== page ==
S2 Episode 17: Somalia's Dangerous Impasse cover
S2 Episode 17: Somalia's Dangerous Impasse cover
The Horn

S2 Episode 17: Somalia's Dangerous Impasse

S2 Episode 17: Somalia's Dangerous Impasse

28min |05/05/2021
Listen
S2 Episode 17: Somalia's Dangerous Impasse cover
S2 Episode 17: Somalia's Dangerous Impasse cover
The Horn

S2 Episode 17: Somalia's Dangerous Impasse

S2 Episode 17: Somalia's Dangerous Impasse

28min |05/05/2021
Listen

Description

Tensions have been rising in Somalia since President Mohamed Abdullahi “Farmajo” failed to hold elections in February. After Farmajo moved to extend his term by two years, the ongoing political crisis triggered clashes between security forces loyal to the president and the opposition in Somalia’s capital Mogadishu. This turn of events forced President Farmajo to backtrack, says political and security analyst Mohamed Mubarak, but inherent lack of trust among stakeholders means the dispute continues. 

Mohamed says the crisis proves Somalia doesn’t really have a national army, as clans still hold the most sway. Despite these challenges, there is no political will to make much-needed changes to Somalia’s broader federal structure. He tells Alan that Somalia, pressured by the international community, has focused on anti-piracy and counter-terrorism operations, setting aside fundamental security issues and institution building. They also discuss why Al-Shabaab may be winning the battle for legitimacy, the barriers to seeking any political settlement with the group, the risk of civil war should the African Union Mission to Somalia (AMISOM) soon withdraw, and where Somalia’s state-building project should go from here. 

For more information:

Description

Tensions have been rising in Somalia since President Mohamed Abdullahi “Farmajo” failed to hold elections in February. After Farmajo moved to extend his term by two years, the ongoing political crisis triggered clashes between security forces loyal to the president and the opposition in Somalia’s capital Mogadishu. This turn of events forced President Farmajo to backtrack, says political and security analyst Mohamed Mubarak, but inherent lack of trust among stakeholders means the dispute continues. 

Mohamed says the crisis proves Somalia doesn’t really have a national army, as clans still hold the most sway. Despite these challenges, there is no political will to make much-needed changes to Somalia’s broader federal structure. He tells Alan that Somalia, pressured by the international community, has focused on anti-piracy and counter-terrorism operations, setting aside fundamental security issues and institution building. They also discuss why Al-Shabaab may be winning the battle for legitimacy, the barriers to seeking any political settlement with the group, the risk of civil war should the African Union Mission to Somalia (AMISOM) soon withdraw, and where Somalia’s state-building project should go from here.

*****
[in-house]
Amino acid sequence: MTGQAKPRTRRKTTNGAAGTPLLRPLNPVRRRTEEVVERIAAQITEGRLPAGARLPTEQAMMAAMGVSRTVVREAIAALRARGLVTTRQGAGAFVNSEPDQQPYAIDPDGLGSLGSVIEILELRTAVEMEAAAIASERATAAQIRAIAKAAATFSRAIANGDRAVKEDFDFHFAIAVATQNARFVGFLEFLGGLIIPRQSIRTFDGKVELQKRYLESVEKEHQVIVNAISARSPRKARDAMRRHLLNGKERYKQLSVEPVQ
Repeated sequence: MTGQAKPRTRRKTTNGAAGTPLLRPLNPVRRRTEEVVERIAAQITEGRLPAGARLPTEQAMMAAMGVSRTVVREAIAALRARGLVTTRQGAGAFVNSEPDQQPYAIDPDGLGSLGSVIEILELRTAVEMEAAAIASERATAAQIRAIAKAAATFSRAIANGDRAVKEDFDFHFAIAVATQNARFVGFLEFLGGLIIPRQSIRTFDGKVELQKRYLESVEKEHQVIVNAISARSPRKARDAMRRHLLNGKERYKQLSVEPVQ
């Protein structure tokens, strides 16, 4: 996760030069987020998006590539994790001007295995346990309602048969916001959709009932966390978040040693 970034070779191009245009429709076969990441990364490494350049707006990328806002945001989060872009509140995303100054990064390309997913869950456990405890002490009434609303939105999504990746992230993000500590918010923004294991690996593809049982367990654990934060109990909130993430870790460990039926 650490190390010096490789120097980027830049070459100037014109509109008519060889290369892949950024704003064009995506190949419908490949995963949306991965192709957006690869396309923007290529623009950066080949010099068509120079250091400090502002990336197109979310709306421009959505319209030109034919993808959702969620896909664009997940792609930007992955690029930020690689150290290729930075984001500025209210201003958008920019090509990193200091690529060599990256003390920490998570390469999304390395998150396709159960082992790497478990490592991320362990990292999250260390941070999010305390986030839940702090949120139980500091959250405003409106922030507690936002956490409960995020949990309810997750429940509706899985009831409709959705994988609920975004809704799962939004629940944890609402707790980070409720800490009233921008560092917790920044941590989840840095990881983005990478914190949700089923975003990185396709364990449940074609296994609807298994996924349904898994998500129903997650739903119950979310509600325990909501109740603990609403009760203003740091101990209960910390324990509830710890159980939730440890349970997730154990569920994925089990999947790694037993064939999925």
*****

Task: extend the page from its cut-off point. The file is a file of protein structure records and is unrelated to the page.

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Description

Tensions have been rising in Somalia since President Mohamed Abdullahi “Farmajo” failed to hold elections in February. After Farmajo moved to extend his term by two years, the ongoing political crisis triggered clashes between security forces loyal to the president and the opposition in Somalia’s capital Mogadishu. This turn of events forced President Farmajo to backtrack, says political and security analyst Mohamed Mubarak, but inherent lack of trust among stakeholders means the dispute continues. 

Mohamed says the crisis proves Somalia doesn’t really have a national army, as clans still hold the most sway. Despite these challenges, there is no political will to make much-needed changes to Somalia’s broader federal structure. He tells Alan that Somalia, pressured by the international community, has focused on anti-piracy and counter-terrorism operations, setting aside fundamental security issues and institution building. They also discuss why Al-Shabaab may be winning the battle for legitimacy, the barriers to seeking any political settlement with the group, the risk of civil war should the African Union Mission to Somalia (AMISOM) soon withdraw, and where Somalia’s state-building project should go from here. 

For more information:

Description

Tensions have been rising in Somalia since President Mohamed Abdullahi “Farmajo” failed to hold elections in February. After Farmajo moved to extend his term by two years, the ongoing political crisis triggered clashes between security forces loyal to the president and the opposition in Somalia’s capital Mogadishu. This turn of events forced President Farmajo to backtrack, says political and security analyst Mohamed Mubarak, but inherent lack of trust among stakeholders means the dispute continues. 

Mohamed says the crisis proves Somalia doesn’t really have a national army, as clans still hold the most sway. Despite these challenges, there is no political will to make much-needed changes to Somalia’s broader federal structure. He tells Alan that Somalia, pressured by the international community, has focused on anti-piracy and counter-terrorism operations, setting aside fundamental security issues and institution building. They also discuss why Al-Shabaab may be winning the battle for legitimacy, the barriers to seeking any political settlement with the group, the risk of civil war should the African Union Mission to Somalia (AMISOM) soon withdraw, and where Somalia’s state-building project should go from here. 

For more information:

Share

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